Next time you’re in a retail environment, look around you: when it comes to products, be it tech, FMCG or other, the marketplace is extremely cluttered. New brands are being introduced to the South African market regularly and older brands, even though established, have to fight for their share of consumer spend. The reality is that brands are constantly vying for attention and as consumers become more savvy because of easy access to information, brands need to up their game as well as their marketing strategy.
Marketing, be it through traditional advertising, experiential marketing or anything else is no longer a nice to have. We know this. In fact, an effective, watertight strategy that is relevant to the targeted consumer and engages with them in a way that elicits attention and keeps it, is crucial if a brand is to not only survive, but thrive.
When other forms of advertising are aiming for consumer attention, the beauty of experiential marketing or activations is that it is personal. A consumer can physically, mentally, emotionally and sensorially engage with a brand on their turf, in an environment where they are comfortable. Furthermore, activations do something that other forms of advertising simply can’t do – activations provide the opportunity for consumers to sample a product, ask questions and participate in some way that makes them feel a part of the brand.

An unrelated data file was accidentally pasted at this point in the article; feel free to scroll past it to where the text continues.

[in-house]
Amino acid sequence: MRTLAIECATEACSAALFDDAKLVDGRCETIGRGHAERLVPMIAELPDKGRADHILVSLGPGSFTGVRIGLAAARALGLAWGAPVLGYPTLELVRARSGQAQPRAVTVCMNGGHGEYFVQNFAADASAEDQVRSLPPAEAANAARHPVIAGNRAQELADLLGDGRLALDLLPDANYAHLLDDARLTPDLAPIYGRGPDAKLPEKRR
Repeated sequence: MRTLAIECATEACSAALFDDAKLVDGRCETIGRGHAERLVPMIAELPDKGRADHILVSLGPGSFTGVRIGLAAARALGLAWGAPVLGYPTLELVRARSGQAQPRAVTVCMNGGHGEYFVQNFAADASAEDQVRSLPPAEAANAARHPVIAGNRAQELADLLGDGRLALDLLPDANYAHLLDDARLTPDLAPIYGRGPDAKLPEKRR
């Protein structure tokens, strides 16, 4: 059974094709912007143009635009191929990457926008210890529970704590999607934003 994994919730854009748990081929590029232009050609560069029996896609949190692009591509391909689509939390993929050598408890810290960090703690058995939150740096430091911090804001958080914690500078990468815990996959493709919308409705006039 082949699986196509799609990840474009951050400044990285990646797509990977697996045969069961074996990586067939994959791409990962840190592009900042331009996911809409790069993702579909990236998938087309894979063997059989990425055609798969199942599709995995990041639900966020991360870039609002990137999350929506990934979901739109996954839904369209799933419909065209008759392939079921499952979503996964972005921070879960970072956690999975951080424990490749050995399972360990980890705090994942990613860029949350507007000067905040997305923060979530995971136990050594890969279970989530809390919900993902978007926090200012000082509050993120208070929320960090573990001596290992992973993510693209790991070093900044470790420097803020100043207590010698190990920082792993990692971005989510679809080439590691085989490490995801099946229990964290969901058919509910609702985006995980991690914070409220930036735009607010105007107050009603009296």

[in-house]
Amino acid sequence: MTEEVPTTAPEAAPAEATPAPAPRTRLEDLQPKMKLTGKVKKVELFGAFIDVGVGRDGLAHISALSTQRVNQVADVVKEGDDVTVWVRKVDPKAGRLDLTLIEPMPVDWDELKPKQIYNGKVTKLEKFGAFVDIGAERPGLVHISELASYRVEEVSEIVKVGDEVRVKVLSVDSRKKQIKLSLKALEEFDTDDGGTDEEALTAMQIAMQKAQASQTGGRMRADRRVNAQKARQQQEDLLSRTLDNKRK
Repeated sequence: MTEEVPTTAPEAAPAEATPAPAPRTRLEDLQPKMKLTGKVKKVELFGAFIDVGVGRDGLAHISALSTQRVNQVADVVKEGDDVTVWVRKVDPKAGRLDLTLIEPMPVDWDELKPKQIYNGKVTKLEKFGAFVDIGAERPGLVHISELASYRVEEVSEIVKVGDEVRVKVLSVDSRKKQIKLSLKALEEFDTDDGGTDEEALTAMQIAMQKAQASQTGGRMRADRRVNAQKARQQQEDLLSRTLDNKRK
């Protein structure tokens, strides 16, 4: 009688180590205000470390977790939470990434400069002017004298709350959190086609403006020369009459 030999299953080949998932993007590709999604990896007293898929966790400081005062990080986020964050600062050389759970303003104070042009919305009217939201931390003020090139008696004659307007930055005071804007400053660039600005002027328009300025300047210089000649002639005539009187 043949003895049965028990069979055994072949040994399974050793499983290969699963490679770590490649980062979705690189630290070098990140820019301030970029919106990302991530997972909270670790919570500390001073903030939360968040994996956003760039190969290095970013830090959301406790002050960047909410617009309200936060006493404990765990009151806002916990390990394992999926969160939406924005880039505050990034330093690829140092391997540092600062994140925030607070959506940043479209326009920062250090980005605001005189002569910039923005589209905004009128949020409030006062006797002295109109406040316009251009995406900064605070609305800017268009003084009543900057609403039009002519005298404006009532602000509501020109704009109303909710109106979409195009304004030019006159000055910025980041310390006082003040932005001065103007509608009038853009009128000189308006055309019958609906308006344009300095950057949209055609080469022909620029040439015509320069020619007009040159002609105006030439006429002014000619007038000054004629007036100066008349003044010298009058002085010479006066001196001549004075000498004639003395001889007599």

In addition, when an activation is implemented in-store, close to a point of sale, even better. This is where consumers ultimately make purchasing decisions, choosing one particular brand over its competitors. This is the core reason that in-store activations are so powerful. If executed correctly, in a way that is relevant to the consumer in that particular environment and if the brand ambassadors live, eat, breathe and speak the brand in a way that completely personifies the brand, then the success of the campaign and its resultant objective is a done deal.
However, in order to implement an activations campaign that is not only successful in terms of sales, but that also creates loyal customers, the campaign has to enhance brand positioning, shift perceptions and create a real emotional engagement. A great activations campaign should reach consumers on multiple levels – emotional, psychological, experiential – so that they walk away from it remembering what is was like to touch, taste, and feel the product rather than just seeing it on a screen.
In-store activations work because they are close to where purchasing decisions are made and if strategised and implemented with long-term goals in mind, they will work well towards creating a long-lasting relationship between brand and consumer.
With activations, a one size fits all approach simply doesn’t work. Each brand is different, every product is different and every list of objectives is different.
Peter KohlÖffel is National Sales Manager of ProActive. Tweet @ProvantageSA
Want to continue this conversation on The Media Online platforms? Comment on Twitter @MediaTMO or on our Facebook page. Send us your suggestions, comments, contributions or tip-offs via e-mail to email@example.com or firstname.lastname@example.org